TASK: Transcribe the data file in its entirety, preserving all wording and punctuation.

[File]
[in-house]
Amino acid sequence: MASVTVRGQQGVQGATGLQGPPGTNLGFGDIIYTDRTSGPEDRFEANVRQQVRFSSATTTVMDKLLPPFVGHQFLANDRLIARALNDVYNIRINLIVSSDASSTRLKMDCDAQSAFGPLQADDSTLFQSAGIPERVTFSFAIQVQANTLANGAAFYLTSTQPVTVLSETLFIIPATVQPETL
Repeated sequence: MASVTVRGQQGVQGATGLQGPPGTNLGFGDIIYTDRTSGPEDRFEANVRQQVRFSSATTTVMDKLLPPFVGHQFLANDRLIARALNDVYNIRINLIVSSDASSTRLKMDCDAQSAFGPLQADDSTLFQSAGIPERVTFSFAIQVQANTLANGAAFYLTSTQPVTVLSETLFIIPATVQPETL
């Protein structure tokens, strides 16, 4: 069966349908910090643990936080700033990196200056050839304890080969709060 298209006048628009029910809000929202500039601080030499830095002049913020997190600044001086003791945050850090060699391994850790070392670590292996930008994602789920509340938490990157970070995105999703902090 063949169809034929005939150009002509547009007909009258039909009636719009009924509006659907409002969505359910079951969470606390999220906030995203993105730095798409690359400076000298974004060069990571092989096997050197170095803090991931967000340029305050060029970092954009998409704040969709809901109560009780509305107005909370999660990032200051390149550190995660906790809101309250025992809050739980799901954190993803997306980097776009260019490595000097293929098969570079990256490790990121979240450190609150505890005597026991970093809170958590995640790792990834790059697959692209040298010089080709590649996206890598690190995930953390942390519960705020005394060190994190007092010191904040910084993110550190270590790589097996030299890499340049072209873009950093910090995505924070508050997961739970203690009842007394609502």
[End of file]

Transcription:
[in-house]
Amino acid sequence: MASVTVRGQQGVQGATGLQGPPGTNLGFGDIIYTDRTSGPEDRFEANVRQQVRFSSATTTVMDKLLPPFVGHQFLANDRLIARALNDVYNIRINLIVSSDASSTRLKMDCDAQSAFGPLQADDSTLFQSAGIPERVTFSFAIQVQANTLANGAAFYLTSTQPVTVLSETLFIIPATVQPETL
Repeated sequence: MASVTVRGQQGVQGATGLQGPPGTNLGFGDIIYTDRTSGPEDRFEANVRQQVRFSSATTTVMDKLLPPFVGHQFLANDRLIARALNDVYNIRINLIVSSDASSTRLKMDCDAQSAFGPLQADDSTLFQSAGIPERVTFSFAIQVQANTLANGAAFYLTSTQPVTVLSETLFIIPATVQPETL
């Protein structure tokens, strides 16, 4: 069966349908910090643990936080700033990196200056050839304890080969709060 298209006048628009029910809000929202500039601080030499830095002049913020997190600044001086003791945050850090060699391994850790070392670590292996930008994602789920509340938490990157970070995105999703902090 063949169809034929005939150009002509547009007909009258039909009636719009009924509006659907409002969505359910079951969470606390999220906030995203993105730095798409690359400076000298974004060069990571092989096997050197170095803090991931967000340029305050060029970092954009998409704040969709809901109560009780509305107005909370999660990032200051390149550190995660906790809101309250025992809050739980799901954190993803997306980097776009260019490595000097293929098969570079990256490790990121979240450190609150505890005597026991970093809170958590995640790792990834790059697959692209040298010089080709590649996206890598690190995930953390942390519960705020005394060190994190007092010191904040910084993110550190270590790589097996030299890499340049072209873009950093910090995505924070508050997961739970203690009842007394609502």